Hometown hero Daisuke "Dice-K" Matsuzaka made his first start of the season as the Boston Red Sox (enjoying a massive surge of popularity here in Nihon thanks to Dice-K's place in the starting rotation and their World Series victory last year) outlasted the Oakland A's 6-5 in a ten inning thriller. The opening game of the American baseball season played itself out in Tokyo in some kind of crazy trans-Pacific publicity stunt. Turns out jet lag and hardball mix pretty well with sushi and brass bands.
Actually, here in Japan Dice-K would be called Matsuzaka Daisuke. Family names come first. Or, more politely, Matsuzaka-san. Calling somone by his or her given name isn't really done except in certain situations and in certain relationships. Unless you're in an English conversation class where it's expected.
I didn't get to watch the game. For one thing, it started at 7pm and I work until 9. And for another, it wasn't televised on any channel I get. I did see some highlights from the earlier innings on some broadcast network. While the actual game itself was in the 10th inning.
Yesterday, I saw an amazing sight. Something you'd never see in the States where baseball is supposedly our "national pasttime" (which is actually stuffing our faces daily with enough food to feed six people). As I was riding my bike past an electronics store downtown, I saw a group of boys about 11 or 12 years old, crowded outside the window. They were watching Japan League baseball on a widescreen display TV.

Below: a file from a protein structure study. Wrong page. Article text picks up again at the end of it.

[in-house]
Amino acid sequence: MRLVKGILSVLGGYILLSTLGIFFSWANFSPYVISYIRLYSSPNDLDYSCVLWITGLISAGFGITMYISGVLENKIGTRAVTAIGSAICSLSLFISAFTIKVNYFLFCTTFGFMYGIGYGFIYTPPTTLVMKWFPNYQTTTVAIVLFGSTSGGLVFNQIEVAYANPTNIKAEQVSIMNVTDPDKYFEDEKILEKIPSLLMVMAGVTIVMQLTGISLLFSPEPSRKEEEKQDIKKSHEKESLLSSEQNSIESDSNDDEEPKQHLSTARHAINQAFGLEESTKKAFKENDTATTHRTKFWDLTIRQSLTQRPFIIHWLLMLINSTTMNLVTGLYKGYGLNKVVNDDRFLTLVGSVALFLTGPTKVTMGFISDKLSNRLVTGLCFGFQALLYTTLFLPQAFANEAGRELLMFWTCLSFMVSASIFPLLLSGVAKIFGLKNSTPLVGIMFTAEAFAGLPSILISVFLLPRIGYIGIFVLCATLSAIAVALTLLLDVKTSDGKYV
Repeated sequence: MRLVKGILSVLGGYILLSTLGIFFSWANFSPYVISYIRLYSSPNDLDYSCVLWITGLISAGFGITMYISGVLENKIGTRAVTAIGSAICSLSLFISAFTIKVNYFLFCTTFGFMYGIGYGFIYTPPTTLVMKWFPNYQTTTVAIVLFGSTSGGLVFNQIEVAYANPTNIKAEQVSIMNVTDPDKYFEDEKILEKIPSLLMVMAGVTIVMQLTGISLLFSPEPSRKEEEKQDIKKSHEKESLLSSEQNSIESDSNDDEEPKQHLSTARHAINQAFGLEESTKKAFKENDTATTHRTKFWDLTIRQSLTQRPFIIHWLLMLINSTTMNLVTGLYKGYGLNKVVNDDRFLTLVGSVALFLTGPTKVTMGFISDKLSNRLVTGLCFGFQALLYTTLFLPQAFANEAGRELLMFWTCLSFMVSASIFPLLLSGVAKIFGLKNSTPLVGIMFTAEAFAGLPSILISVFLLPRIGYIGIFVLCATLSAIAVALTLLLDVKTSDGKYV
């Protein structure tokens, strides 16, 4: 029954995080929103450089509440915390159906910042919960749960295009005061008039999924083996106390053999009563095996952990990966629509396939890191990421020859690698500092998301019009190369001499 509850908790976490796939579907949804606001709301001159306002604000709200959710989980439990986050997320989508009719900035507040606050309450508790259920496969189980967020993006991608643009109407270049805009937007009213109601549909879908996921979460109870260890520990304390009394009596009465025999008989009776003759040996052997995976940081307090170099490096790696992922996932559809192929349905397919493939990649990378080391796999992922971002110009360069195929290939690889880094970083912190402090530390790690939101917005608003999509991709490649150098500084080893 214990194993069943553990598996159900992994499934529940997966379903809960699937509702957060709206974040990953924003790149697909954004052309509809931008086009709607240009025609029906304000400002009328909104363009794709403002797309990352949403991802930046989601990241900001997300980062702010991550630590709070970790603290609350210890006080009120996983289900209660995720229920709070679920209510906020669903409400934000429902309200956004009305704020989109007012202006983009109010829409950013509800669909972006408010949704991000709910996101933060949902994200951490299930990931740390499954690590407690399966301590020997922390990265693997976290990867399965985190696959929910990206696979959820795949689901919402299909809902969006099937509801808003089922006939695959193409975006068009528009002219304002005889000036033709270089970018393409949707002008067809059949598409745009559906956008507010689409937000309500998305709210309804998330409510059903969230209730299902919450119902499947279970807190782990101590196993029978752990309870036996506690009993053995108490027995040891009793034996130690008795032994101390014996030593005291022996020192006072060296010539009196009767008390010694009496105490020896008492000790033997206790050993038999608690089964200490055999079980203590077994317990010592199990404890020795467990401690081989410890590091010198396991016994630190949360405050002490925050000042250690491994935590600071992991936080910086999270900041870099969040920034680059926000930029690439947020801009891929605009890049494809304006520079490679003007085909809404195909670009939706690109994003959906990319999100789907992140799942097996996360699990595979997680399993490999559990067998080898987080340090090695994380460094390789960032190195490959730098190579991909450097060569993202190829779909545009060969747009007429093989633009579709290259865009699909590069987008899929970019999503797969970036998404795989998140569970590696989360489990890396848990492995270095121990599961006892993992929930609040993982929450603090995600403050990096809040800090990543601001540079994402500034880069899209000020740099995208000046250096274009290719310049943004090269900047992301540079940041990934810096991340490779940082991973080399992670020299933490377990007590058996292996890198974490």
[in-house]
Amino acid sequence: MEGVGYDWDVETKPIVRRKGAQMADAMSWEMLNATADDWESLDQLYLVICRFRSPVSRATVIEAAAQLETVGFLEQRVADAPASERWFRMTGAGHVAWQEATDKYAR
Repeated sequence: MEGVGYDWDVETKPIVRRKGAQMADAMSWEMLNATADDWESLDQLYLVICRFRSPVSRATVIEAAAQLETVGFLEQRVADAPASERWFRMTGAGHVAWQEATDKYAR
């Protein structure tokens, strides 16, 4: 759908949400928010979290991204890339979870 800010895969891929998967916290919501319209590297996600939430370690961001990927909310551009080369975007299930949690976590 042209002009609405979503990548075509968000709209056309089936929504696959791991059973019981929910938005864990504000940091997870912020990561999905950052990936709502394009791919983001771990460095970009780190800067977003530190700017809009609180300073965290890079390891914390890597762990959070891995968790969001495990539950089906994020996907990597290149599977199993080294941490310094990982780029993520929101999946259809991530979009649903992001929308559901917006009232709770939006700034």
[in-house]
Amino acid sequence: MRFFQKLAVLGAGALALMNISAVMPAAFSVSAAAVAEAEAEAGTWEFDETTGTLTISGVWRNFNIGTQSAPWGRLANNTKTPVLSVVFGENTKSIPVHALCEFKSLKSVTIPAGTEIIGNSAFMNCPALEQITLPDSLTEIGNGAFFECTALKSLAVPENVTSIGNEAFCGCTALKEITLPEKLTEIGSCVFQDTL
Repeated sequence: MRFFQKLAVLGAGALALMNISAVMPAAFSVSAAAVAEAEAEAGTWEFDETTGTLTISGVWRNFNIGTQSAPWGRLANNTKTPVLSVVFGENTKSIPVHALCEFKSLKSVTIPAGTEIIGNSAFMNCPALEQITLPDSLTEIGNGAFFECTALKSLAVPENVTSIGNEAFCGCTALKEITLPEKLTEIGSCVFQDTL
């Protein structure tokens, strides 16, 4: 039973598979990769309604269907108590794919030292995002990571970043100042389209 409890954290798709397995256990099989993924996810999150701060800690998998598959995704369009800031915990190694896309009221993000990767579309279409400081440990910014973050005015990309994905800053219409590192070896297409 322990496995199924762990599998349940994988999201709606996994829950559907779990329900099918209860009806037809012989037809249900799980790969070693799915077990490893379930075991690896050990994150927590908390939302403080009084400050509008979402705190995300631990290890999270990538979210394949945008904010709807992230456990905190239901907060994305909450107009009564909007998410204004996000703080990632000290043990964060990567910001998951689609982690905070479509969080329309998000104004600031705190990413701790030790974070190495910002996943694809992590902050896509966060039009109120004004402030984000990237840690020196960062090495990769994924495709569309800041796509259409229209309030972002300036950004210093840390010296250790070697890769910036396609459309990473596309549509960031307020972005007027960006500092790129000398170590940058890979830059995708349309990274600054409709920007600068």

And cheering as the shortstop turned a hard grounder into a bang-bang out at first.
You'd never see that at home. The only things kids cheer there is when Vin Diesel and the Rock shoot hell-demons in some nihilistic video game film adaptation, Paris Hilton flashes a nipple or when footage of bums hitting each other over the head with vodka bottles appears on an online video site. Whereas at least some young people here in Japan have their priorities exactly right.
Even if it is spring break and they're supposed to be doing homework. The sakura are blooming in white and the horsehide is flying over artificial turf. Spring is here.